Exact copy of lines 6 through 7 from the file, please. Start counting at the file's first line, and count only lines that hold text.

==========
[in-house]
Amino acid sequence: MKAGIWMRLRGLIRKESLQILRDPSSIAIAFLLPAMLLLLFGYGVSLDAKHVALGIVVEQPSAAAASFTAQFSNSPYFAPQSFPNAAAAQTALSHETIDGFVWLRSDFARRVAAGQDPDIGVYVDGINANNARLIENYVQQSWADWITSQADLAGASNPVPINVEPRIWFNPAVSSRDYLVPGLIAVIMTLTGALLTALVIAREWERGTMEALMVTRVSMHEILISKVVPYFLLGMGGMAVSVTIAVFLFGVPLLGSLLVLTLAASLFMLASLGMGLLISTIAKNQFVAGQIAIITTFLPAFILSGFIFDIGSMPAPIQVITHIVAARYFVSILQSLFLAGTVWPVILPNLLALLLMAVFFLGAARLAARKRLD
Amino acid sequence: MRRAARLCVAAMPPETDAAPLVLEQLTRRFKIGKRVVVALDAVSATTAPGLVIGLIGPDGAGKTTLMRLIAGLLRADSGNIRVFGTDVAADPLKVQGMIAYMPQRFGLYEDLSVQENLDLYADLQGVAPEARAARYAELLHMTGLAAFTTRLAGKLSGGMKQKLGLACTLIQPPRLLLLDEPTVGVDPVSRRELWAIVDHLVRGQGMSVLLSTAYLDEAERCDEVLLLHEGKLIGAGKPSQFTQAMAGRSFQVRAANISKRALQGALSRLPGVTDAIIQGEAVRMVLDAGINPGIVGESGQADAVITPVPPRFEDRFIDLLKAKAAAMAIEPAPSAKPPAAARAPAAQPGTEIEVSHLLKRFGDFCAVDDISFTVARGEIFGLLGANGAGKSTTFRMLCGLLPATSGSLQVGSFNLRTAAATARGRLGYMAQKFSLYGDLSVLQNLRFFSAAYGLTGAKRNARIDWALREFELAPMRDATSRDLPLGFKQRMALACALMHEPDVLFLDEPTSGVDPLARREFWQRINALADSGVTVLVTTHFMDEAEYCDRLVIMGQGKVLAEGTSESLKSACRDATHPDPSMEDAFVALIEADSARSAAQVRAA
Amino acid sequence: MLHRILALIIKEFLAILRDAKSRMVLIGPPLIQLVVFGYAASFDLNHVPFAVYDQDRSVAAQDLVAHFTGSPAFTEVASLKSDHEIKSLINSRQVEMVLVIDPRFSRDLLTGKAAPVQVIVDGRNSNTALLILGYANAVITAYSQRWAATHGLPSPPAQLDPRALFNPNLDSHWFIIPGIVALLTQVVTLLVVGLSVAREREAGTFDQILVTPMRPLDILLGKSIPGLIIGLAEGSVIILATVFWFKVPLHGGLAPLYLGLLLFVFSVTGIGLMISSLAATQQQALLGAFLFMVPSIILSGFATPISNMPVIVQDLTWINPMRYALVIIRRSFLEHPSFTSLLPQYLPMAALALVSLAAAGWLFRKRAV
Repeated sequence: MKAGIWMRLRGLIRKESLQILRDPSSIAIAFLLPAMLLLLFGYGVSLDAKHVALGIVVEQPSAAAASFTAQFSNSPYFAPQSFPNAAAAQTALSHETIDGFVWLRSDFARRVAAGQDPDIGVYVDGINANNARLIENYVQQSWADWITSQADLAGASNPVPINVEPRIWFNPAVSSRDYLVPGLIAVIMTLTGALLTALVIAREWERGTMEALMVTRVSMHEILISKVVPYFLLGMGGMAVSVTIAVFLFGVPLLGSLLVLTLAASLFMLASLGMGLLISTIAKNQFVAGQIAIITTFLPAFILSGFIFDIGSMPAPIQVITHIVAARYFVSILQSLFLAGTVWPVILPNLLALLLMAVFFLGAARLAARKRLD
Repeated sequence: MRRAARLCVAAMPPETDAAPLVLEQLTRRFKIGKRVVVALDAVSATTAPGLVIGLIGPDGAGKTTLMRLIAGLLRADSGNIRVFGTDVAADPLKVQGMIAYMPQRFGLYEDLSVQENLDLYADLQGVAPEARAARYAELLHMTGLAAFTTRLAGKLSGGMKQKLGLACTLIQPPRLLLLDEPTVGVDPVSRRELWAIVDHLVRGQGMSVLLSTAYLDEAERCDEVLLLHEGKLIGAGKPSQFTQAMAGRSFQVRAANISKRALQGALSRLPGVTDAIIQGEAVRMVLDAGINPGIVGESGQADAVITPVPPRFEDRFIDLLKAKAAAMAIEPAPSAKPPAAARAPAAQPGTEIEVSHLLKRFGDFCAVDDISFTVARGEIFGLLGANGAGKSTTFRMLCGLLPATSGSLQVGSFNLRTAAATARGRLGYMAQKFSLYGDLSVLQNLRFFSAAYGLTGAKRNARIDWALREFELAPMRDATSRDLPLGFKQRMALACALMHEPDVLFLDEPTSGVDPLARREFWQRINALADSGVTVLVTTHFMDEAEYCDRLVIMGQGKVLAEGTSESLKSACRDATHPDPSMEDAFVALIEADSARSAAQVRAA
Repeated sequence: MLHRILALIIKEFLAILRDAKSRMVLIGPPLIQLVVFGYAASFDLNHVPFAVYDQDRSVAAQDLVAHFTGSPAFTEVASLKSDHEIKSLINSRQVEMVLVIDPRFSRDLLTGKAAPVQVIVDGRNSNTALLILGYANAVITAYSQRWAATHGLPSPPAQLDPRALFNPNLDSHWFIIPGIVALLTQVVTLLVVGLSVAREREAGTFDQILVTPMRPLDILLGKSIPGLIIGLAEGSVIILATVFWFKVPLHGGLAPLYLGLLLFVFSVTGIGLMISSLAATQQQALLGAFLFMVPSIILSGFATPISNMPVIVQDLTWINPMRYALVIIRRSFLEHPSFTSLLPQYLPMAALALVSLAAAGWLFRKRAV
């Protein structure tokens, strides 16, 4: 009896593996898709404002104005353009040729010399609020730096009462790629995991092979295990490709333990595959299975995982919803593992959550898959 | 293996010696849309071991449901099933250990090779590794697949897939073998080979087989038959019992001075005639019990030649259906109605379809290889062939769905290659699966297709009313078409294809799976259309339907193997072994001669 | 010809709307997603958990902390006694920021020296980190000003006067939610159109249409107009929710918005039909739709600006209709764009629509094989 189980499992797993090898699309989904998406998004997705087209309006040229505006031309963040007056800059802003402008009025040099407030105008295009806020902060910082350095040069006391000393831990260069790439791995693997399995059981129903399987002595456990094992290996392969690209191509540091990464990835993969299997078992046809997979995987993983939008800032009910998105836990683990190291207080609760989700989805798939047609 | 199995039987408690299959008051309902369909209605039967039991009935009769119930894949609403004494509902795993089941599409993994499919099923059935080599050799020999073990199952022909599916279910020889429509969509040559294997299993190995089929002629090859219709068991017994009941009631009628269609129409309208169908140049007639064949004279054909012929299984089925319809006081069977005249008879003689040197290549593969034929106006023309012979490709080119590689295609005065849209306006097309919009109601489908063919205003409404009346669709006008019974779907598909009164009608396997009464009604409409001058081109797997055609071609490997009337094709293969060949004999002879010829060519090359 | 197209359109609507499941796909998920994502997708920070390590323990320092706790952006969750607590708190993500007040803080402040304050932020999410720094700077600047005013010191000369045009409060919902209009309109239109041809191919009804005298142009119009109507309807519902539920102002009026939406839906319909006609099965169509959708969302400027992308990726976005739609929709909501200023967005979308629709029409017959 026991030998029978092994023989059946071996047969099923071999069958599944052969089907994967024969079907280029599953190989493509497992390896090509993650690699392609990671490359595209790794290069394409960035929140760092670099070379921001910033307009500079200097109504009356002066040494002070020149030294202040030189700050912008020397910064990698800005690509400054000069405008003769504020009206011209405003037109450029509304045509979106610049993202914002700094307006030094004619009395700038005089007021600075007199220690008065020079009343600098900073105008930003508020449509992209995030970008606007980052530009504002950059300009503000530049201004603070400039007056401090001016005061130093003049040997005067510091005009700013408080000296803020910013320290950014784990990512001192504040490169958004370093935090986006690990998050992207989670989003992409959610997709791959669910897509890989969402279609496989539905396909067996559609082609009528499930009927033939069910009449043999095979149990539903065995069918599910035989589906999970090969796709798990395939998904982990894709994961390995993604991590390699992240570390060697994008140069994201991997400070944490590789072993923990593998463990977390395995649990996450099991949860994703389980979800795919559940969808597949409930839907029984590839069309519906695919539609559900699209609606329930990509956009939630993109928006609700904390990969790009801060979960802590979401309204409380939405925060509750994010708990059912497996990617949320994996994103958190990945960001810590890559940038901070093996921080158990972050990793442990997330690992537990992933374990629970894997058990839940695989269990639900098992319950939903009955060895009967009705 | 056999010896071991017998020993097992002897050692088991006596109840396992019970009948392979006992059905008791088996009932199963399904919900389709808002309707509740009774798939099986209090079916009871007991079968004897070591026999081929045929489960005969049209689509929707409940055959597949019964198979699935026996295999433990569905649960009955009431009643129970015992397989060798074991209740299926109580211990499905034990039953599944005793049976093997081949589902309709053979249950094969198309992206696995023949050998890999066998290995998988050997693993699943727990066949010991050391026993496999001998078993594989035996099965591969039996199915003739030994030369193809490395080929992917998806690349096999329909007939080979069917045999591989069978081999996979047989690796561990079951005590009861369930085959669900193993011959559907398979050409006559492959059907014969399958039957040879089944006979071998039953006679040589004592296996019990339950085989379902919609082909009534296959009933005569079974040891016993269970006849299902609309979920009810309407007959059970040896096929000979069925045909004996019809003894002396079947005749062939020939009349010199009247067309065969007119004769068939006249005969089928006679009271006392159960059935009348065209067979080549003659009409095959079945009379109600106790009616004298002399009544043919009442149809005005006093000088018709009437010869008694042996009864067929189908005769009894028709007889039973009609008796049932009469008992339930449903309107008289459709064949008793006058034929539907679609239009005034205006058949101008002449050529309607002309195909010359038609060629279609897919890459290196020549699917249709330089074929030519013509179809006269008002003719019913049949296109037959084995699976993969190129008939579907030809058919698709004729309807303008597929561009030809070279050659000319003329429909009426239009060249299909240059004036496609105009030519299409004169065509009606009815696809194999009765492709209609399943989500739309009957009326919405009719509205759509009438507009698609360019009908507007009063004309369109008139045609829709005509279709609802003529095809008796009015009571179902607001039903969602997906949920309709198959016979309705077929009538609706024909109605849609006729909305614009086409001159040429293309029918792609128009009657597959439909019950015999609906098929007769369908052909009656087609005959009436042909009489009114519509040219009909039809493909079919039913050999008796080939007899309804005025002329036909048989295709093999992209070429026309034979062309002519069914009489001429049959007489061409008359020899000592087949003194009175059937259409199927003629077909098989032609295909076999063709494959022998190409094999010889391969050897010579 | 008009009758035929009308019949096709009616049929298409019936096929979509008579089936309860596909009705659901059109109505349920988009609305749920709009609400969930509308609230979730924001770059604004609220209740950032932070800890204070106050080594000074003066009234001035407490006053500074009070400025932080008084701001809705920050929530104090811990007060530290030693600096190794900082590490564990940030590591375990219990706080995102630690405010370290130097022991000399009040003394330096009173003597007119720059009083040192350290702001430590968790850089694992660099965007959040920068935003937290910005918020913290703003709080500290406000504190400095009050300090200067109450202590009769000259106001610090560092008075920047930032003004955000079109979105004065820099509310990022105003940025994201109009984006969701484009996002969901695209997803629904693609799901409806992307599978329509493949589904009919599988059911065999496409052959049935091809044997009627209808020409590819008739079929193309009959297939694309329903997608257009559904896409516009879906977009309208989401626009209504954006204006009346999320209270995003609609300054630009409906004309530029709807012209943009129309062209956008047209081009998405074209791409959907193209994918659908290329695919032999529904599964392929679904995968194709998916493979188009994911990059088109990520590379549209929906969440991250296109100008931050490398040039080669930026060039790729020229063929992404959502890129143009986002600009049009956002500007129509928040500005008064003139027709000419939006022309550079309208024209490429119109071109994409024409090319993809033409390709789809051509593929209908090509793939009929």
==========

Repeated sequence: MRRAARLCVAAMPPETDAAPLVLEQLTRRFKIGKRVVVALDAVSATTAPGLVIGLIGPDGAGKTTLMRLIAGLLRADSGNIRVFGTDVAADPLKVQGMIAYMPQRFGLYEDLSVQENLDLYADLQGVAPEARAARYAELLHMTGLAAFTTRLAGKLSGGMKQKLGLACTLIQPPRLLLLDEPTVGVDPVSRRELWAIVDHLVRGQGMSVLLSTAYLDEAERCDEVLLLHEGKLIGAGKPSQFTQAMAGRSFQVRAANISKRALQGALSRLPGVTDAIIQGEAVRMVLDAGINPGIVGESGQADAVITPVPPRFEDRFIDLLKAKAAAMAIEPAPSAKPPAAARAPAAQPGTEIEVSHLLKRFGDFCAVDDISFTVARGEIFGLLGANGAGKSTTFRMLCGLLPATSGSLQVGSFNLRTAAATARGRLGYMAQKFSLYGDLSVLQNLRFFSAAYGLTGAKRNARIDWALREFELAPMRDATSRDLPLGFKQRMALACALMHEPDVLFLDEPTSGVDPLARREFWQRINALADSGVTVLVTTHFMDEAEYCDRLVIMGQGKVLAEGTSESLKSACRDATHPDPSMEDAFVALIEADSARSAAQVRAA
Repeated sequence: MLHRILALIIKEFLAILRDAKSRMVLIGPPLIQLVVFGYAASFDLNHVPFAVYDQDRSVAAQDLVAHFTGSPAFTEVASLKSDHEIKSLINSRQVEMVLVIDPRFSRDLLTGKAAPVQVIVDGRNSNTALLILGYANAVITAYSQRWAATHGLPSPPAQLDPRALFNPNLDSHWFIIPGIVALLTQVVTLLVVGLSVAREREAGTFDQILVTPMRPLDILLGKSIPGLIIGLAEGSVIILATVFWFKVPLHGGLAPLYLGLLLFVFSVTGIGLMISSLAATQQQALLGAFLFMVPSIILSGFATPISNMPVIVQDLTWINPMRYALVIIRRSFLEHPSFTSLLPQYLPMAALALVSLAAAGWLFRKRAV